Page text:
/ 7 May 2008

Donors pledge $4,8bn in aid for Sudan

Donor nations pledged a preliminary $4,8-billion in assistance to Sudan on Wednesday, aiming to help bolster a 2005 north-south peace deal in the African country still torn by violence in its western Darfur region.

Sudan had said it needed $6,1-billion up to 2011, on top of $2-billion in humanitarian aid, but a deadly aerial bombing in Darfur three days ago cast a shadow over the Oslo conference.

”As we are tallying up the figures, it stands at $4,8-billion,” Hartwig Schafer, a senior World Bank official, told the conference.

Officials said the aid should help Sudan continue to implement the 2005 comprehensive peace agreement (CPA), which ended the longest civil war in Africa.

”The implementation of the CPA is more critical than ever. The CPA will benefit not only the Sudanese, it will have ripple effects throughout the region,” Schafer said.

Asraf Qazi, special representative of the UN secretary general for Sudan, said: ”[This] has indeed been a success. While CPA implementation has fallen behind schedule, the fact is that it remains on track and your contribution will help.”

Britain, which pledged $650-million in assistance to Sudan on Wednesday, said it hoped that the bulk of its funds would be used for development=.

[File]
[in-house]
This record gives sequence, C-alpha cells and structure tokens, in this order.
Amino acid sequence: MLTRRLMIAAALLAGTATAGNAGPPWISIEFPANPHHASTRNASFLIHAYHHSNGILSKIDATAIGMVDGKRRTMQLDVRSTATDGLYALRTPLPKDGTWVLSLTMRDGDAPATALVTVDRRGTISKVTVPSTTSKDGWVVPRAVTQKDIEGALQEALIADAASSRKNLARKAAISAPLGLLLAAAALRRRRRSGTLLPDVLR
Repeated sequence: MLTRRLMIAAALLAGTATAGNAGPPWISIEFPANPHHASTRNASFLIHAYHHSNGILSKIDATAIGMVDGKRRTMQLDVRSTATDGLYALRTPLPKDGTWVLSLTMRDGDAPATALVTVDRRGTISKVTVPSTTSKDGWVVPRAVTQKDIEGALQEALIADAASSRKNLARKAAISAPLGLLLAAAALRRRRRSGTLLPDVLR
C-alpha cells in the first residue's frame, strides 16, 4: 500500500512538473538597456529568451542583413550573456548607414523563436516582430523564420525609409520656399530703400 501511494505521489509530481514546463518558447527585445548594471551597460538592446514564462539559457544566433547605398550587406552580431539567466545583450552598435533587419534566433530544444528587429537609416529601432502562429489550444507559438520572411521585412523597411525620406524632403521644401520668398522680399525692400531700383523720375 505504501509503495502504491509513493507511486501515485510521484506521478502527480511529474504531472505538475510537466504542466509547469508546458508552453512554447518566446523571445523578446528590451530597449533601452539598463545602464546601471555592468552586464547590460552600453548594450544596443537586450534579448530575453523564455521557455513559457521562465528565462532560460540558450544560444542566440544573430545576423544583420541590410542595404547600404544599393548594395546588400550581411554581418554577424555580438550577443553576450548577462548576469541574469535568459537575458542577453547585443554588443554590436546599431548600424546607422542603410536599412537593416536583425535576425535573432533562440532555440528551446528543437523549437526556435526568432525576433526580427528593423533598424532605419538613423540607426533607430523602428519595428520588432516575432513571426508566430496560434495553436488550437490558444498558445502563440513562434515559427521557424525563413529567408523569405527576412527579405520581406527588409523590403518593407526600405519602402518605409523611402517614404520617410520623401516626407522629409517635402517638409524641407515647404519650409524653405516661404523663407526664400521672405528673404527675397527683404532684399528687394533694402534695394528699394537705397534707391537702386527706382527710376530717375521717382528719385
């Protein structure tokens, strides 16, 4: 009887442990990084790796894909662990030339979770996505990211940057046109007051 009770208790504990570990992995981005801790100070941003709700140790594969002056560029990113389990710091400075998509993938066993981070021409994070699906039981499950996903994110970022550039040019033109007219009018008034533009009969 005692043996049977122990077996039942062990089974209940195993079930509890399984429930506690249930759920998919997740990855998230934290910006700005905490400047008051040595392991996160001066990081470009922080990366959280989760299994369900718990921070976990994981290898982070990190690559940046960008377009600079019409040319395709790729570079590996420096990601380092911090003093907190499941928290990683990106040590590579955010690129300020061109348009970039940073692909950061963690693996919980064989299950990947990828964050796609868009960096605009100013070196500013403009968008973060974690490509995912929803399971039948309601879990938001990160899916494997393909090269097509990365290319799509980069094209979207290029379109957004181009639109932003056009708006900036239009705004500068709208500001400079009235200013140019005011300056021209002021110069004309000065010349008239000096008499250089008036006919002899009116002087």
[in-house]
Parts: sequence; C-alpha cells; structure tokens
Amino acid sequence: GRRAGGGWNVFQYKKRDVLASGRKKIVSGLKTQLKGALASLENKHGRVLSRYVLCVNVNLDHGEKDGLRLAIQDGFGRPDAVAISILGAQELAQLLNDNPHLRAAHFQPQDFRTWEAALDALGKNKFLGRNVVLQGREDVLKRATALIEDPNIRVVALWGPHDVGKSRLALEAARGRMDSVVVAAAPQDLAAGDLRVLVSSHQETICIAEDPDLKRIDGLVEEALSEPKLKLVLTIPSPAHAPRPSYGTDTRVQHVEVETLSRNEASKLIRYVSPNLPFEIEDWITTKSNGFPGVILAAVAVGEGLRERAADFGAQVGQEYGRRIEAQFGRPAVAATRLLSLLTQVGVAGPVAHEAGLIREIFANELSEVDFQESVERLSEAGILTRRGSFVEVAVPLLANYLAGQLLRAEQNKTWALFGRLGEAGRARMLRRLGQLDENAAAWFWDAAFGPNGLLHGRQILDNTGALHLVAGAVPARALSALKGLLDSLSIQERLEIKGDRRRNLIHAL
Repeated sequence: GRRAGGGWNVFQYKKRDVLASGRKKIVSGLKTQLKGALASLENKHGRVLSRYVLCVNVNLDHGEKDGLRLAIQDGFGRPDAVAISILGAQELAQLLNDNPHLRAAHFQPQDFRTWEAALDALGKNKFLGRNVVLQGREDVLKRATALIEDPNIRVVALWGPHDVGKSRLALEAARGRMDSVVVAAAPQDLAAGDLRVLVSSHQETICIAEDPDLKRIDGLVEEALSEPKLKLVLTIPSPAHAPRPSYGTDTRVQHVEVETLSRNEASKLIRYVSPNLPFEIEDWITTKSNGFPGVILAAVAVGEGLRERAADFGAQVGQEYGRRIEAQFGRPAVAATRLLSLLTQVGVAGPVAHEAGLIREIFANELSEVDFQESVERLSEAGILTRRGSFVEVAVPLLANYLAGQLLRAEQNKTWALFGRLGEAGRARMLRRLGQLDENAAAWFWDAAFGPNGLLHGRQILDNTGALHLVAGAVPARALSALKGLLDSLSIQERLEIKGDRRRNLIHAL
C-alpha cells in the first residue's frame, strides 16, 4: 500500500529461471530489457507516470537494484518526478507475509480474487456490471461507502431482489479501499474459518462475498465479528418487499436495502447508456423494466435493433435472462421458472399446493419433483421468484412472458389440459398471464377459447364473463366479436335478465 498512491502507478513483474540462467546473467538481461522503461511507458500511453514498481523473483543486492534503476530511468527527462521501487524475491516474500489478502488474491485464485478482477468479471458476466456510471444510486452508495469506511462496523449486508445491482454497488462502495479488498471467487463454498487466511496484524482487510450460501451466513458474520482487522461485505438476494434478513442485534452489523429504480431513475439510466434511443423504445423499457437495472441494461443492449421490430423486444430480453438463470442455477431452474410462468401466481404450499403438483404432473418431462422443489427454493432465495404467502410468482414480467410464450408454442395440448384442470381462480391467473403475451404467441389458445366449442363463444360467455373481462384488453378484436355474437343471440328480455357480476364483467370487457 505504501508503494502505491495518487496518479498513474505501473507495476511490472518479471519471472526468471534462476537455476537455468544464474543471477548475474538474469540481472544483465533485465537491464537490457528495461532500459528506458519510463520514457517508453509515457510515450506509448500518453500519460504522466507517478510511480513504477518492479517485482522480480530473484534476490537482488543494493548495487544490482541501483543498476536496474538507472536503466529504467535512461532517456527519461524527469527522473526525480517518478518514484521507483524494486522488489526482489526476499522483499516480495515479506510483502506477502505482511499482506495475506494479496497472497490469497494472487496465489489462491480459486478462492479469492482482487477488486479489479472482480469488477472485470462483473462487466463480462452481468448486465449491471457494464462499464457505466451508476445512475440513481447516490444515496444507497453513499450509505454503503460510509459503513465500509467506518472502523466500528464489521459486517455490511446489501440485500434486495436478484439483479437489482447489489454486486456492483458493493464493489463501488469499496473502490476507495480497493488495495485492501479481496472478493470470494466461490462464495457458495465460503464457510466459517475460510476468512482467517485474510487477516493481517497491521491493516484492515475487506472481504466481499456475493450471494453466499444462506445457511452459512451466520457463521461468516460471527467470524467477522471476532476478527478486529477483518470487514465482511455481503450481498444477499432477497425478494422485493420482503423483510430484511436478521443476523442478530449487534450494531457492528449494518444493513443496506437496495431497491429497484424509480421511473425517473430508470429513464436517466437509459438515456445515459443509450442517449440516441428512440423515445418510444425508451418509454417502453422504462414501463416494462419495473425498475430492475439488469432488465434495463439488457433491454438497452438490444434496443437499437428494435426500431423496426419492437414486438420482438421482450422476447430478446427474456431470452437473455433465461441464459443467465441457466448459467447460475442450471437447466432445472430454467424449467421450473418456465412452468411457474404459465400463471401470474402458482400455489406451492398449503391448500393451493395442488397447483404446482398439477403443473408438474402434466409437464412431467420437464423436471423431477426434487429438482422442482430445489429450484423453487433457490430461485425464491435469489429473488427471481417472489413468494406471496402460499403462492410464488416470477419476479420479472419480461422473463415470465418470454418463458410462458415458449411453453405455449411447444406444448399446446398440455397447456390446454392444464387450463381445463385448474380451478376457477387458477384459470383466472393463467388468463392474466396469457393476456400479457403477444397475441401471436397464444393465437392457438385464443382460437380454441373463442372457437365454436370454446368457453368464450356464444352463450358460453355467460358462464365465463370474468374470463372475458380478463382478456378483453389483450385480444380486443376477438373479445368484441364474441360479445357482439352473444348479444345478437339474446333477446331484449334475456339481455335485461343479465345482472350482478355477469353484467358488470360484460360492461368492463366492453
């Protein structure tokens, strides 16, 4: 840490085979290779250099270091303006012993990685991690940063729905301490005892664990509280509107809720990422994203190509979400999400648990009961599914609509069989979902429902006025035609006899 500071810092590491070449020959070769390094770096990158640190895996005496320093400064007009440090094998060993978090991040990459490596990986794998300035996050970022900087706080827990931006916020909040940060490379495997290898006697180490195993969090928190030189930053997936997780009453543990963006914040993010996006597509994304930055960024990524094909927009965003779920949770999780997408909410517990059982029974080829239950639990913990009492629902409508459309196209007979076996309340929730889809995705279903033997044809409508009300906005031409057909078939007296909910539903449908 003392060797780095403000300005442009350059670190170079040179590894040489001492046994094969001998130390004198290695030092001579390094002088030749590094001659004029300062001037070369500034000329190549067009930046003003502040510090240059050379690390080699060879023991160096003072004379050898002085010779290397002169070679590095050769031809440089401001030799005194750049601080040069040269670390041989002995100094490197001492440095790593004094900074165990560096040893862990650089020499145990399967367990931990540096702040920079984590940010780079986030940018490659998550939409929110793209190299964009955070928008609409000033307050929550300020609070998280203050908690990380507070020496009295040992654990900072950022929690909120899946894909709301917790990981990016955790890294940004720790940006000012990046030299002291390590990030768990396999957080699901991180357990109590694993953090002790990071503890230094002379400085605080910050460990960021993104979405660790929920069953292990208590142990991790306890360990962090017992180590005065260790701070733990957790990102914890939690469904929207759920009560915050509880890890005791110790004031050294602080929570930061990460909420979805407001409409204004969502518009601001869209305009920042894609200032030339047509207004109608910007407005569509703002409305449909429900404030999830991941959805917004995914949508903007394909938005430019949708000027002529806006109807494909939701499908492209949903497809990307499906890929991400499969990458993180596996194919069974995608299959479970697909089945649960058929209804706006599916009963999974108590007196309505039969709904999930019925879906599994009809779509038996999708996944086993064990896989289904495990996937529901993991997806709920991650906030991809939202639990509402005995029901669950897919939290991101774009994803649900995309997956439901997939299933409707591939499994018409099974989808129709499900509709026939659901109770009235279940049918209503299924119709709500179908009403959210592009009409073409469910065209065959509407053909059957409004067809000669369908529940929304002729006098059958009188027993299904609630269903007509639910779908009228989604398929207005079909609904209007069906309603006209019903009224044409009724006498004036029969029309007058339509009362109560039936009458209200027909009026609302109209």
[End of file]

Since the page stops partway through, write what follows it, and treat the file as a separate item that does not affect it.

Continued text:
”The extent to which these funds can be used for development will depend crucially on resolution of the Darfur crisis,” said Dave Fish, head of the British delegation to a donors’ conference in the Norwegian capital.

Diplomats at the conference condemned Sunday’s government bombing attack on a school and marketplace in Darfur, which killed 12, including six children, and wounded 30.

Some said it could make countries reluctant to pledge openly before a satisfactory explanation.

”We now spend two-thirds of our money on humanitarian assistance, and we are desperately keen to shift the balance of that activity to recovery and development,” Fish said.

”But as long as things carry on as they are in Darfur and one or two other places, it makes that very difficult,” he said.

Fish said the aerial bombing was ”appalling” and the timing ”crass in relation to this consortium, and it probably derives from splits in the government in Khartoum”.

International experts estimate 200 000 have died and 2,5-million have been driven from their homes in five years of revolt in Darfur. Sudan puts the death toll at about 10 000. — Reuters